Friday, April 08, 2011

Data is data- Using an Excel Trick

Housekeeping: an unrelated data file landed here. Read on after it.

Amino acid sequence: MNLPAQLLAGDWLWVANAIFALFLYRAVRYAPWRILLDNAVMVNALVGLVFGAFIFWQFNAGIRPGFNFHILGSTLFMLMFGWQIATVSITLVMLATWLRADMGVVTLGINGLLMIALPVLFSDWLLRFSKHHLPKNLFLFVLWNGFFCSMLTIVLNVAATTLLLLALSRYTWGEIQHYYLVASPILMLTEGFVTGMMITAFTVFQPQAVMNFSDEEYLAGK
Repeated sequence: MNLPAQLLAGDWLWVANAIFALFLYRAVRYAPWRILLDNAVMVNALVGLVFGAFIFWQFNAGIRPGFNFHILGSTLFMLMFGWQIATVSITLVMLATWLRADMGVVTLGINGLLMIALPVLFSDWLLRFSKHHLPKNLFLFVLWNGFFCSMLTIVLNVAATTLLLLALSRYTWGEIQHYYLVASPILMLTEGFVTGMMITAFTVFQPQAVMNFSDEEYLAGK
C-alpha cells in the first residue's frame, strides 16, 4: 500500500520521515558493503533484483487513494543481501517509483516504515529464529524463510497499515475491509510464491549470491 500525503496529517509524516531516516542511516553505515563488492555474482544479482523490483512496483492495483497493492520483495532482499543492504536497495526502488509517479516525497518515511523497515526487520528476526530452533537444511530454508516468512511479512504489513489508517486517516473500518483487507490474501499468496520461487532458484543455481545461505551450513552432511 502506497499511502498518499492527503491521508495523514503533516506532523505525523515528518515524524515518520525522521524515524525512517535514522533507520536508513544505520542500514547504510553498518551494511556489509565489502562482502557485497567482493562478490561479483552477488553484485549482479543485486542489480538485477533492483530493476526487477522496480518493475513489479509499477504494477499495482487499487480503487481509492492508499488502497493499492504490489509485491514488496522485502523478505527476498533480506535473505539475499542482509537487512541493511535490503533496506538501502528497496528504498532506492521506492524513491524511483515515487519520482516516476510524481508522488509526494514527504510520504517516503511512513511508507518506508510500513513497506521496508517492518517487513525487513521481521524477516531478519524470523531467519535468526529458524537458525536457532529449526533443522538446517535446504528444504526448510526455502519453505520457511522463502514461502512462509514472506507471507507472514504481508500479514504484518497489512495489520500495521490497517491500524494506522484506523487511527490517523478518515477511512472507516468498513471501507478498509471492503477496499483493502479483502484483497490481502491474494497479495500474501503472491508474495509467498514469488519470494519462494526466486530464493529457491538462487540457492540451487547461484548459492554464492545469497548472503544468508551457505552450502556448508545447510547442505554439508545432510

Okay well I did say I would blog more on the nuts-and-bolts of data, but for now we can look at data its simple form we can relate to: in tables- rows and columns. In earlier days tables were called "arrays" in computers which simply meant that there was a column and row "cell" address structure and values / text could reside in those cells and therefore be referred to or manipulated systematically. (These simple arrays are still used today, for instance, in XML often "on the fly" data-shutteling in JSON.) Of course for the last twenty years we have all been accustomed to the king of the table: Microsoft Excel. Now because data in larger databases, or on for example tables or lists on web sites, can be exported to excel ( often via ".csv' files- comma separated values) or directly pasted in we have the opportunity to "slice and dice" or grab information and use it quickly. You can think of database data as being lots of simple excel tables, but all being connected by common denominators like unique user ID, street address or so on. So here we have the first two tips- check there are no commas in the data itself ( choose tab separated if so! ) and use paste special > values to paste in from any HTML or word etc formatted source. You find this in right click and now there is a short cut to plain text values. Why would we want to export to excel or paste in tables? For example, we may want to compare listings between an old and new database to ensure completeness and non duplication. Alternatively we may want to be able to summate, search, sort and work up a table we find on a web site. This is very common in say "migrating" customer listings from an older system to a new database. On a more complex case: we have two databases running on different computers: we have a list of flights from a travel company exportable to csv, we have a list of cost codes and budgets in our own ERP and we then find a web page with listings over room prices at near to airport locations. We want to calculate a cost. A case where we recieve two excels would be in a tender process, and these may be far from immediately comparable: in effect they are two different "data bases". Just as in the cases above, we need to combine the data to make for comparability and cross refernce. Steps okay so we have cut and pasted in clean, unformatted data or opened a simple table file in excel. Cowabunga: our old database we have in excel output has "Mr John Dow" in one field whereas the new has Mr - John - Dow in title/firstname/surname fields! Okay so we need to do a text to columns, but we may want to do the reverse : merge the three into one: ideally we should have the three but retain the single field for common sense checks when an operator in the company is faced with a name they cannot interpret. Text to columns is in DATA. Choose either fixed, which gives a line between characters when all are the same width ( useless for peoples names!!) or tab or comma delimination: you get a preview to scroll down to see if this will cut well, or disect up your names into garbage. If this fails you can say replace all Spaces "" pipe ( CTRL H is find-replace shortcut) and then export to unlimited columns: then you can clean the data later easily by running a sort on the outer columns to merge them back in. Here then comes in another fundamental: using SORT you can find empty fields, wild outlier values and plain old garbage so as to clean data or get an idea on how dirty it actually is!! Of course this can show you that your preparation work has had a bum-steer and you need to rethink your approach. Now another very common thing to do is to have two different tables with one nice clean column of cells in common. This is preferably unique: ie values are not repeated/duplicated. Now we can apply a very simple database command without having to go over to setting up the straight jacket of Excel databases and learning all that jazz. We have the VLOOKUP function: this does what in SQL is: GOTO-tableX-ColumnZ-Find Value Y: report back Value in Column Z+1 value. So you can lookup data from another table preferably in the same workbook on a different worksheet so it is not lost ( you can link to other workbooks) or pasted over in the working area. What VLOOKUP depends on is that the data is the two most leftward columns of your selection and that the first column is preferably ascending numerical values. You can therefore cut and paste the column you know you will find the unique value in over to the LHS and then insert another in column A and draw down 1,2,3 ....until you reach the bottom of the record. The first part of VLOOKUP then is, using the "wizard" thing not hard programming per se: Cell Value to Lookup in the other table: this is best to have as a fixed column with '$' if you want to draw out several other column values from the search: eg date, monetary value, total, etc based on looking up "name" ( use F4 for inserting dollar sign $ to cell references_ it toggles both-columnonly-row # only btw) The next is the table array to go and look for this value in: here YOU MUST make it absolute and this should really be default because as you draw-paste down the column, you $ both columns and row numbers. Otherwise the table area you look in will move with each cell you draw the formula down into. Next there is which value to return by colum : this is tedious, it is the number of columns in the selection so in this case "A" is one, B two and so on: it may be you use column F to make for a clean data search avoiding some noise to the left, so this then is your column one. Usually you would want to return the value of interest, but you can also use VLOOKUP to look for exahustiveness and fidelity between lists on the same supposedly identical value. Finally the logical operator as they call it is always "FALSE" for some reason which then send back the data. True does not for some reason?? Okay, so now you should see returned data, and maybe some "#N/A" valuse: n ot avialble. If everything is NA then you have to check the formular: or if NA starts at one point, you probably have forgotten $ ( F4) Errors are usually caused by: not having a left hand column in numerical having hidden spaces or tab characters in the lookup column having confusing data there being duplicates ( the first one is the only one reported back on)